Tag Archives: Church

The Popularity of MySpace and Bebo

As I mentioned in my previous post, tonight we had our planning meeting for the summer term at Youth Group. As usual, the discussion at the meeting also included more general talk about areas of concern, one subject being the popularity amongst the young people of sites like Bebo and MySpace.

In terms of the Church web sites we now have pretty tight rules over the use of pictures of any young people. The rules have actually been tightened several times over the years following concerns expressed by various parents, so you’ll notice that there aren’t any pictures of the Youth Group on this site where the young people are identifiable – and we’ve also tried to make sure that the public photo sets have any pictures with children and young people removed.

However the irony is that you can fairly easily go on to both Bebo and MySpace and locate pages belonging to a large number of the young people in the Church, and of course since the sites encourage people to list their friends, you can from there track through from person to person, browse through photo albums, many of which are helpfully named so you know exactly who you are looking at. Essentially it is just young people socialising, but in an electronic form – however the big problem is how accessible it all is, and how easy it is to build up a picture of them.

Recently, the BBC has produced an article on the issue, and whilst the sites are arguing that they are posting warnings, and trying to educate users, they still have a site that is especially attractive to teenagers. As a result, it is still a matter of some concern to us as youth leaders, quite how much information can be obtained with little or no checks of the person getting the information.

‘Christianity, Christians and the Environment’

Revd Professor Ian James, ‘Christianity, Christians and the Environment’

Tonight we had the last of our Lent Lecture series (next week is a play in the Church), Revd Professor Ian James, who in his day job is a professor of Meteorology at Reading University, but is also a non-stipendary priest (who started off his talk by reminding us that on his previous visit he took our Easter dawn service – ironically because the person who introduced him tonight, Revd John Edwards, who had done it the year before, said he wouldn’t do it again…) in Bracknell, and the Diocesan Environmental Advisor, speaking about ‘Christianity, Christians and the Environment’.

He started with a review of the evidence of climate change, starting with a graph of the levels of Carbon Dioxide in the atmosphere, and covering the topics of rising average temperatures, melting glaciers, the rising sea temperatures that caused the worst hurricane season this last year, and who the biggest polluters per head of population are – the USA by a large margin, closely followed by Russia, Canada and Japan. Surprisingly Europe comes quite a way down compared to the US, although he did say that the reason for the reduction is that Europe is exporting a lot of it’s pollution thanks to the reduction in manufacturing industry that is now relocating to places like China and India. The BBC News site has an extensive section showing similar evidence of changes, and discussing many of the points that Ian made.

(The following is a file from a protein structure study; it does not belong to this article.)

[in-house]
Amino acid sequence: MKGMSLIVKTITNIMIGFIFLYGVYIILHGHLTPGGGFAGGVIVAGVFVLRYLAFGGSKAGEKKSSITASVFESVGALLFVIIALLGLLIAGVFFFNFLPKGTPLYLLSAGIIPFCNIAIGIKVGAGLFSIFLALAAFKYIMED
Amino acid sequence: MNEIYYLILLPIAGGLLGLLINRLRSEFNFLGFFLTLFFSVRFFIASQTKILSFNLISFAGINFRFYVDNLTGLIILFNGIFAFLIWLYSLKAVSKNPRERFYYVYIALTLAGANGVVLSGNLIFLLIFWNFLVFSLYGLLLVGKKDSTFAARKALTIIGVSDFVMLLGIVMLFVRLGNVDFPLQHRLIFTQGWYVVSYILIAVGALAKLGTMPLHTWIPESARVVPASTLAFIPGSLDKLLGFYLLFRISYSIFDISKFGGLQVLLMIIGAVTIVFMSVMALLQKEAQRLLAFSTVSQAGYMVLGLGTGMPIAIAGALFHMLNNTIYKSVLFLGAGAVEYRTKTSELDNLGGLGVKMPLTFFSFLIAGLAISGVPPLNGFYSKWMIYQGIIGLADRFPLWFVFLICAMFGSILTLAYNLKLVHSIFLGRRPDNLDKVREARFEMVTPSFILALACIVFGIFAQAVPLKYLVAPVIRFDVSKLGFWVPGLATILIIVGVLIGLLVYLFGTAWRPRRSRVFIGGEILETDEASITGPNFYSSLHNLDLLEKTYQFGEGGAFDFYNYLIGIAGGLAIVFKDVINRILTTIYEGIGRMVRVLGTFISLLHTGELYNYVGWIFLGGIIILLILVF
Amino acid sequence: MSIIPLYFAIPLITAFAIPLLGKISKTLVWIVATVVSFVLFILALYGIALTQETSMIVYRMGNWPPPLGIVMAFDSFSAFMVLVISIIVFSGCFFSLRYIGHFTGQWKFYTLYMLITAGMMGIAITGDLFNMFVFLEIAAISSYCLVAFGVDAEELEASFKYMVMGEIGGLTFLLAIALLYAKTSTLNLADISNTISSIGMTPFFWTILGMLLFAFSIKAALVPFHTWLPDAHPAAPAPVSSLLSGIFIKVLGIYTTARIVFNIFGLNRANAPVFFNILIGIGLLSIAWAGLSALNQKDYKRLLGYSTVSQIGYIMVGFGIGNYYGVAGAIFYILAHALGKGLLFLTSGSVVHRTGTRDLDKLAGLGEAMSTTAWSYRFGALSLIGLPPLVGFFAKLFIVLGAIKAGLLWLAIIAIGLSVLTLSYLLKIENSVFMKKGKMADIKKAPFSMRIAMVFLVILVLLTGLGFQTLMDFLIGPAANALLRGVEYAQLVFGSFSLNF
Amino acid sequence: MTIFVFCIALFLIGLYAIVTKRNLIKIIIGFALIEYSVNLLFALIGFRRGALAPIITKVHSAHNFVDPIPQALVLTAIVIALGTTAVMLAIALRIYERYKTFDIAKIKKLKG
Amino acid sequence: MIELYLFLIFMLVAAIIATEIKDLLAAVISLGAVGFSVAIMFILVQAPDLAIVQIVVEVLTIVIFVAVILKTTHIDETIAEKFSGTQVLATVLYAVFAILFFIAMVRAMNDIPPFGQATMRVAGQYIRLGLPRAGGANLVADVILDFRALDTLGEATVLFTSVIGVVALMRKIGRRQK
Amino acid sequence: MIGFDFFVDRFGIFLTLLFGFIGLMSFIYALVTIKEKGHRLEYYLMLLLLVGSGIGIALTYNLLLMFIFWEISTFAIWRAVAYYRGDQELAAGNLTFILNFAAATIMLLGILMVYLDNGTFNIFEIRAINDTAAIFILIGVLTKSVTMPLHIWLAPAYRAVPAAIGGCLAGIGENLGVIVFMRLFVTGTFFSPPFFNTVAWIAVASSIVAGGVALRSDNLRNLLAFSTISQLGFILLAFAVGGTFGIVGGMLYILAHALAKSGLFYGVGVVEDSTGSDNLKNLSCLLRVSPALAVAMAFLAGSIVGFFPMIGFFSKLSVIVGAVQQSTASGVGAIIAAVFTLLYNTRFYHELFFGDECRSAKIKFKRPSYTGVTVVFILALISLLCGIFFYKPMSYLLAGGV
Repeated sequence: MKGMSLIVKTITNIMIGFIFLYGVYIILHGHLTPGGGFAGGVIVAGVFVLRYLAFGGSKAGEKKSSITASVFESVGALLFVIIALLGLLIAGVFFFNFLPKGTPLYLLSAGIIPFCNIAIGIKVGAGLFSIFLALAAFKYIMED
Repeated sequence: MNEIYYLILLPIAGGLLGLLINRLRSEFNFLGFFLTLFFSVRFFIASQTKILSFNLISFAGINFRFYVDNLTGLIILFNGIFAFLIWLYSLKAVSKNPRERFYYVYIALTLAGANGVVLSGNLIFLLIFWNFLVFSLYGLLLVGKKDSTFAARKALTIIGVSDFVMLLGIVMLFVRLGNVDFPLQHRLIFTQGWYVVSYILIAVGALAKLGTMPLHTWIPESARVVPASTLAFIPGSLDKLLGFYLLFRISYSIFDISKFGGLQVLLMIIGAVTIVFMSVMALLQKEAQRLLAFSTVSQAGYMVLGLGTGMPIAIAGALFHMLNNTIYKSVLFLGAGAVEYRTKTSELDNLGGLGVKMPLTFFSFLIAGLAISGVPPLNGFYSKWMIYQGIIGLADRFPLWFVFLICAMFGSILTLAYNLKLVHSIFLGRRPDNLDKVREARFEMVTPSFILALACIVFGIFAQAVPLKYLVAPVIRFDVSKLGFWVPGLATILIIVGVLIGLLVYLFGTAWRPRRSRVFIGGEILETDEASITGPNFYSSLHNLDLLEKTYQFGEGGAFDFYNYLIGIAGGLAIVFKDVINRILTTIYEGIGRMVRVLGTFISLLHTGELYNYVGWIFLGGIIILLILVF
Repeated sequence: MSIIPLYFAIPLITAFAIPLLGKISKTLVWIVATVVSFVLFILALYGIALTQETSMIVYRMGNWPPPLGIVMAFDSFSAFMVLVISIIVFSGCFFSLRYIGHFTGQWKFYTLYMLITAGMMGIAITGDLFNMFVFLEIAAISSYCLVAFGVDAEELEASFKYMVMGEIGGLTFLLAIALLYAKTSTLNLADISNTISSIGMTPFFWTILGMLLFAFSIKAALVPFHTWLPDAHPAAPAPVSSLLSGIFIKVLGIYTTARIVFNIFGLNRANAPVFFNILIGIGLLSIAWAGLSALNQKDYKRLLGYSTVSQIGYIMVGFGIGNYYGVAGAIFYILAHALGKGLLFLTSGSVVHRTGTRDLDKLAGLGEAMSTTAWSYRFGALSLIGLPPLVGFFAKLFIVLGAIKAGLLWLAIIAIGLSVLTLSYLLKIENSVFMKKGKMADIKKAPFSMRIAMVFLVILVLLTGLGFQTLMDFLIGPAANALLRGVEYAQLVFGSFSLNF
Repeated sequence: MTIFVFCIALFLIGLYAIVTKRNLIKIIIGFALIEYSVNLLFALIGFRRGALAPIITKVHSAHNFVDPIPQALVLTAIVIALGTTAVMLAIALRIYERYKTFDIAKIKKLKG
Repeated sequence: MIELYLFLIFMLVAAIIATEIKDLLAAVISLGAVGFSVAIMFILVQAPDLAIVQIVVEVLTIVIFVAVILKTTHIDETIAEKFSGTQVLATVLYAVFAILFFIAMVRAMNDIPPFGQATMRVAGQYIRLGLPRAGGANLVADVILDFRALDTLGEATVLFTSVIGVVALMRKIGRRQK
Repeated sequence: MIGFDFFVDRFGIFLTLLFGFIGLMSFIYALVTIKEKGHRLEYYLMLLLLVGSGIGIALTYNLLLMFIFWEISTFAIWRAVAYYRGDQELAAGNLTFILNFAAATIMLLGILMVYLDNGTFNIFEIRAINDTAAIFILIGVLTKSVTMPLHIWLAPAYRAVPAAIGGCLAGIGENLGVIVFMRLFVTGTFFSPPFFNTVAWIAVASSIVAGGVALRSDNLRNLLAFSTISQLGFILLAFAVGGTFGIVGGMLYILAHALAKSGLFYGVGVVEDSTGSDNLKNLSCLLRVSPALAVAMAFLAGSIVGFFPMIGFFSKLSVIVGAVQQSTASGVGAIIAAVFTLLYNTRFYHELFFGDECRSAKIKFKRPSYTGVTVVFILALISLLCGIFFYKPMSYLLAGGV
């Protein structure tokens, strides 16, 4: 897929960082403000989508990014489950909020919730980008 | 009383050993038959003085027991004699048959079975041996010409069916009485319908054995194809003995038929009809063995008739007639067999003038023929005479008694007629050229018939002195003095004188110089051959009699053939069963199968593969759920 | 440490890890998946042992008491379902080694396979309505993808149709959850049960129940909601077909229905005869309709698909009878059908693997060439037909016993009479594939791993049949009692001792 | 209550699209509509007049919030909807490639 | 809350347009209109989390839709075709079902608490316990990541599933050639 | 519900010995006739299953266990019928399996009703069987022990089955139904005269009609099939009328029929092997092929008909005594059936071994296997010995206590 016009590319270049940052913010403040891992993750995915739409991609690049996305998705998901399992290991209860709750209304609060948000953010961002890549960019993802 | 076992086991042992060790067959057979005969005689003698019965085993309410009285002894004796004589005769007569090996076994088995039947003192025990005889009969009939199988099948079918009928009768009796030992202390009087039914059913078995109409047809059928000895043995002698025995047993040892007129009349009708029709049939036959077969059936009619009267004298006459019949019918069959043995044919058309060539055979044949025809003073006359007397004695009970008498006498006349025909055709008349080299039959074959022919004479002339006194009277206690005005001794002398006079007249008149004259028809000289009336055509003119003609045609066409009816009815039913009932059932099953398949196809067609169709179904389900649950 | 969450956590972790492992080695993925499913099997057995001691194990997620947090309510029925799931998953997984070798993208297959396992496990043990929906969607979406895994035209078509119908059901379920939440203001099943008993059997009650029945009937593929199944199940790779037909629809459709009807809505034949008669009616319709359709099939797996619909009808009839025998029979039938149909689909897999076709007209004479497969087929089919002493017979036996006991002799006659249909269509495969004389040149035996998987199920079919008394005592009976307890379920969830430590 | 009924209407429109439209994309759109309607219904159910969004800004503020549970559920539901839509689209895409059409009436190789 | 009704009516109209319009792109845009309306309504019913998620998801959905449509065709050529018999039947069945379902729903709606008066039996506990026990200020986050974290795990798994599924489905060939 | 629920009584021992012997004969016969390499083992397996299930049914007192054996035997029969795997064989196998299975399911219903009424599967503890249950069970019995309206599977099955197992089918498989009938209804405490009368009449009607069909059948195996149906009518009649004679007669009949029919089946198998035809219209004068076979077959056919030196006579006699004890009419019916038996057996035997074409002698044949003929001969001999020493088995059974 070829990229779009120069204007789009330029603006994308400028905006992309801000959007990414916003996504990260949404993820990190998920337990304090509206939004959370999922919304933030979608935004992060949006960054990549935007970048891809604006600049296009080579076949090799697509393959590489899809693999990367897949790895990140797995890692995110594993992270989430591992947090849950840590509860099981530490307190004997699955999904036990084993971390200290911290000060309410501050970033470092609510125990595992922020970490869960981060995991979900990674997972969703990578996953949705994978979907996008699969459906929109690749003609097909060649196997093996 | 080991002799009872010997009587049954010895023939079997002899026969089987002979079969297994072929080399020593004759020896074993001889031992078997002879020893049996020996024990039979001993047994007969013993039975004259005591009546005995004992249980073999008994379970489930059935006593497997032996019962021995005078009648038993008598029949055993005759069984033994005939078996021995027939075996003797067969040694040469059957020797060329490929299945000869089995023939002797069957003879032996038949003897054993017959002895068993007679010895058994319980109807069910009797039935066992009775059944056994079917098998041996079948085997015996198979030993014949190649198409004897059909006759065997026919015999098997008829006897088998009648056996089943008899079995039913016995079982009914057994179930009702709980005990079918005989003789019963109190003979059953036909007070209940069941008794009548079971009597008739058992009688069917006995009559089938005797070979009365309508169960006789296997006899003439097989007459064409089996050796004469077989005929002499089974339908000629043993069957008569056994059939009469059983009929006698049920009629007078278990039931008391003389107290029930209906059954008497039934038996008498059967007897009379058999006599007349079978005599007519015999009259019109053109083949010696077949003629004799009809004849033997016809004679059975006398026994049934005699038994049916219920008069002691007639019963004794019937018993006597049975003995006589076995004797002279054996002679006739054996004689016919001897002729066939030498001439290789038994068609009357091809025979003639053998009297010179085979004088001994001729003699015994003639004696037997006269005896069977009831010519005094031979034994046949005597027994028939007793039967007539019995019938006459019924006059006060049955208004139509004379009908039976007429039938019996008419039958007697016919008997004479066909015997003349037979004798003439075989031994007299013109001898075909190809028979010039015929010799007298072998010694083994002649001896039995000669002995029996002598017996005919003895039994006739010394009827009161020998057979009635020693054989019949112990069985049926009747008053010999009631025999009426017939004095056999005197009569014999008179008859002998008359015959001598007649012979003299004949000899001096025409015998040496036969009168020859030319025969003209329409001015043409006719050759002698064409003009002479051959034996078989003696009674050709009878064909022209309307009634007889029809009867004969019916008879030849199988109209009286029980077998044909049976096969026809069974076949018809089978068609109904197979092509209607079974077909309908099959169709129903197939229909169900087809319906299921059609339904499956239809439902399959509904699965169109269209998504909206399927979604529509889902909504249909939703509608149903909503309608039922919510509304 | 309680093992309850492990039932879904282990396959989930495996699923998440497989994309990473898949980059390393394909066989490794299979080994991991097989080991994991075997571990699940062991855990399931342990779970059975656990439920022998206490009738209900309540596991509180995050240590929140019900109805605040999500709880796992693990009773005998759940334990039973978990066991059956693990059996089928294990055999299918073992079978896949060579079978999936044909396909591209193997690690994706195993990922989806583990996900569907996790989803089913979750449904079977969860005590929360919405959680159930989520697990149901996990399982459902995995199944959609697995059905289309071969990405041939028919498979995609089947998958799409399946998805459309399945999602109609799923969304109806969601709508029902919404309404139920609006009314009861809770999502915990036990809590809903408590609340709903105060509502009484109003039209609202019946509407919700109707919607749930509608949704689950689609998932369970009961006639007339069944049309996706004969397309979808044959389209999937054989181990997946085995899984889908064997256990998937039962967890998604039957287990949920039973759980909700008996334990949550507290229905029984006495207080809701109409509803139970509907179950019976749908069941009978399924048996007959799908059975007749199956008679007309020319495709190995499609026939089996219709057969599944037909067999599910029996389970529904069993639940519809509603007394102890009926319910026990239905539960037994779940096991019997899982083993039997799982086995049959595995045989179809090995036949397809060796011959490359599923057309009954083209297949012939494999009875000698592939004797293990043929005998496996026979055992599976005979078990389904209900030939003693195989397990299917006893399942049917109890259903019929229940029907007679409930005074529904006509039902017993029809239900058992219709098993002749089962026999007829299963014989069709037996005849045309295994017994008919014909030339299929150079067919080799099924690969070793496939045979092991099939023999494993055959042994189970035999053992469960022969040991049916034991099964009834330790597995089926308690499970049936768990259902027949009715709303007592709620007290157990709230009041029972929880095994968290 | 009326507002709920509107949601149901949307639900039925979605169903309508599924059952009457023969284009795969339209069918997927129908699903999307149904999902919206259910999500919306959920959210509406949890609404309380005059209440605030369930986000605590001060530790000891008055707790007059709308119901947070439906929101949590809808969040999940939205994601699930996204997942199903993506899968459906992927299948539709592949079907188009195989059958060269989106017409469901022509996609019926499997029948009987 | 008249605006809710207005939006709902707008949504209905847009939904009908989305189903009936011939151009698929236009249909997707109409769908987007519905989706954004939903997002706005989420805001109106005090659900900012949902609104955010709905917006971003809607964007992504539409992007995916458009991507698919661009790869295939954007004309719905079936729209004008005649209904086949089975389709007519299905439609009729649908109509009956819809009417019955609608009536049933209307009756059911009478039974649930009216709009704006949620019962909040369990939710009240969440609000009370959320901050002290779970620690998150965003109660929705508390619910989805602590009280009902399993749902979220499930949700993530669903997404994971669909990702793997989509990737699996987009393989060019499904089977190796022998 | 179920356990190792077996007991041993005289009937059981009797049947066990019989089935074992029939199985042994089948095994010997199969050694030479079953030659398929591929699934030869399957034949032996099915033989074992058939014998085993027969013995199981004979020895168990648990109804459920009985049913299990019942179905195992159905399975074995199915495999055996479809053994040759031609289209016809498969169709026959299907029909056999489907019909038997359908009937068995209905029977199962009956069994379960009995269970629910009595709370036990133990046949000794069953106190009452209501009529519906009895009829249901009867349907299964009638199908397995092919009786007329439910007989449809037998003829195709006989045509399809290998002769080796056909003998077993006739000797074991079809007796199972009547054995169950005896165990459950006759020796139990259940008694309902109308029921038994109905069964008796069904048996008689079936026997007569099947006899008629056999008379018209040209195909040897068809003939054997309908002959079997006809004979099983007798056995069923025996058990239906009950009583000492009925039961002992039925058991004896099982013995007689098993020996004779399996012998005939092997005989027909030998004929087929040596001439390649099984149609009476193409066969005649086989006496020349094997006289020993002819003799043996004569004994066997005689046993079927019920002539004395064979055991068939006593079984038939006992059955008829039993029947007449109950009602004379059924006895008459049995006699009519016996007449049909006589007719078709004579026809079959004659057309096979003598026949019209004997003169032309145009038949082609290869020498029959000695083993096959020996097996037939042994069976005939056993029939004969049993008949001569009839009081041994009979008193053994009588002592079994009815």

He then moved on to looking at why we as Christians should be concerned about the environment. He started this section by recalling many years ago how he had given a similar presentation to a group of local clergy, and was most surprised a few weeks later to be sat in a congregation whilst one of those clergy preached about how Christians should be doing other things rather than waste their time on trivial irrelevancies such as the environment! He gave a number of arguments as to why the Church should be focused on the environment, including the creation story in Genesis, but also by focusing on the key message of love for ones neighbour. As he highlighted, ones neighbour is anyone in the world, and as our decisions and actions in the UK affect the climate in distant parts of the world, we are showing love, or lack of it for our neighbours in the third-world by our over-consumption of energy in the west that is leading to rising greenhouse gases, and a changing climate that is certainly going to impact on the poorest parts of the world first. Following on from his story about the Bracknell clergy, he showed how things have changed a lot now. For example our Bishop now drives an environmentally friendly car, and the Diocese has taken the decision to cut emissions in line with the Kyoto agreement, even if the UK as a whole is going to fail to meet the targets.

Lastly he looked at ways that we both personally, and as a Church can help. He showed examples of the amounts of Carbon Dioxide produced by various activities, for example that the amount of carbon dioxide produced by a flight to Greece for a family holiday is equivalent to all the carbon dioxide produced by all the car journeys the average family undertakes in a year. He also showed the cost of our modern ability to get produce in our supermarkets from around the world – the amount of carbon dioxide produced to air freight 1kg of perishable fruit and veg to the UK is 6kg – whilst transporting 1kg of UK produced produce is 0.002kg. He also looked at the amount of energy that can be saved through replacing ageing Church boilers with more efficient, modern units, providing better insulation, and even the amount that is saved by switching the Church to a green energy tariff.